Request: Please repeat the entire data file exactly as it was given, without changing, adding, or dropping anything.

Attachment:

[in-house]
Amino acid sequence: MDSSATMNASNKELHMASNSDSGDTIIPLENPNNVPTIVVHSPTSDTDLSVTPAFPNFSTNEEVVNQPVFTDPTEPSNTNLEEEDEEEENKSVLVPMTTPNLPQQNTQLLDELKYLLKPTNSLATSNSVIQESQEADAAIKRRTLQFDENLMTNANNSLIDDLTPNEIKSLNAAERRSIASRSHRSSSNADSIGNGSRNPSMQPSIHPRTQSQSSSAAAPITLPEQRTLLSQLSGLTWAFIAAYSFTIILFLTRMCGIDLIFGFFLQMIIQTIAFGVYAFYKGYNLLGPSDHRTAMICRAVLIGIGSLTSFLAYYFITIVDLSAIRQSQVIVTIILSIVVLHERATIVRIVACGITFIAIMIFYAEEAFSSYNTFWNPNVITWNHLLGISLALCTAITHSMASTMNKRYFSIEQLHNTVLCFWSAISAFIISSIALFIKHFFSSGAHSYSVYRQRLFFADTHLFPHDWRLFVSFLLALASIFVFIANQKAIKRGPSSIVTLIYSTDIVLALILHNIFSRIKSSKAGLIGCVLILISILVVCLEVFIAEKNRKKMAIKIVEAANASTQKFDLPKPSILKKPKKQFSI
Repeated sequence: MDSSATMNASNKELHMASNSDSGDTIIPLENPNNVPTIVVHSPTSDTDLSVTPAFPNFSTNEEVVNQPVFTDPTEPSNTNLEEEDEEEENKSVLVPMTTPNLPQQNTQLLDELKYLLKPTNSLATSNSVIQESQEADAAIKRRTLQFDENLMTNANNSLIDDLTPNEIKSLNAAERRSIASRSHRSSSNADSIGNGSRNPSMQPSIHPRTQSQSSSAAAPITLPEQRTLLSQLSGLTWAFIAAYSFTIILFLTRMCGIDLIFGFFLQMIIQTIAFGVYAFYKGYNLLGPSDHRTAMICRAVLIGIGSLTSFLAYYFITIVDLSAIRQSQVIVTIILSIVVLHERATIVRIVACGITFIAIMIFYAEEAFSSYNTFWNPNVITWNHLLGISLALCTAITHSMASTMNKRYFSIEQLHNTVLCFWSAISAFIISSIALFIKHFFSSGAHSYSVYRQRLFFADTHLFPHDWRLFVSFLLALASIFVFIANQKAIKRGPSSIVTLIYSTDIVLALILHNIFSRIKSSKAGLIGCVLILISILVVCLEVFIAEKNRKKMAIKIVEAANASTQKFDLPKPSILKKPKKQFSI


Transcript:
[in-house]
Amino acid sequence: MDSSATMNASNKELHMASNSDSGDTIIPLENPNNVPTIVVHSPTSDTDLSVTPAFPNFSTNEEVVNQPVFTDPTEPSNTNLEEEDEEEENKSVLVPMTTPNLPQQNTQLLDELKYLLKPTNSLATSNSVIQESQEADAAIKRRTLQFDENLMTNANNSLIDDLTPNEIKSLNAAERRSIASRSHRSSSNADSIGNGSRNPSMQPSIHPRTQSQSSSAAAPITLPEQRTLLSQLSGLTWAFIAAYSFTIILFLTRMCGIDLIFGFFLQMIIQTIAFGVYAFYKGYNLLGPSDHRTAMICRAVLIGIGSLTSFLAYYFITIVDLSAIRQSQVIVTIILSIVVLHERATIVRIVACGITFIAIMIFYAEEAFSSYNTFWNPNVITWNHLLGISLALCTAITHSMASTMNKRYFSIEQLHNTVLCFWSAISAFIISSIALFIKHFFSSGAHSYSVYRQRLFFADTHLFPHDWRLFVSFLLALASIFVFIANQKAIKRGPSSIVTLIYSTDIVLALILHNIFSRIKSSKAGLIGCVLILISILVVCLEVFIAEKNRKKMAIKIVEAANASTQKFDLPKPSILKKPKKQFSI
Repeated sequence: MDSSATMNASNKELHMASNSDSGDTIIPLENPNNVPTIVVHSPTSDTDLSVTPAFPNFSTNEEVVNQPVFTDPTEPSNTNLEEEDEEEENKSVLVPMTTPNLPQQNTQLLDELKYLLKPTNSLATSNSVIQESQEADAAIKRRTLQFDENLMTNANNSLIDDLTPNEIKSLNAAERRSIASRSHRSSSNADSIGNGSRNPSMQPSIHPRTQSQSSSAAAPITLPEQRTLLSQLSGLTWAFIAAYSFTIILFLTRMCGIDLIFGFFLQMIIQTIAFGVYAFYKGYNLLGPSDHRTAMICRAVLIGIGSLTSFLAYYFITIVDLSAIRQSQVIVTIILSIVVLHERATIVRIVACGITFIAIMIFYAEEAFSSYNTFWNPNVITWNHLLGISLALCTAITHSMASTMNKRYFSIEQLHNTVLCFWSAISAFIISSIALFIKHFFSSGAHSYSVYRQRLFFADTHLFPHDWRLFVSFLLALASIFVFIANQKAIKRGPSSIVTLIYSTDIVLALILHNIFSRIKSSKAGLIGCVLILISILVVCLEVFIAEKNRKKMAIKIVEAANASTQKFDLPKPSILKKPKKQFSI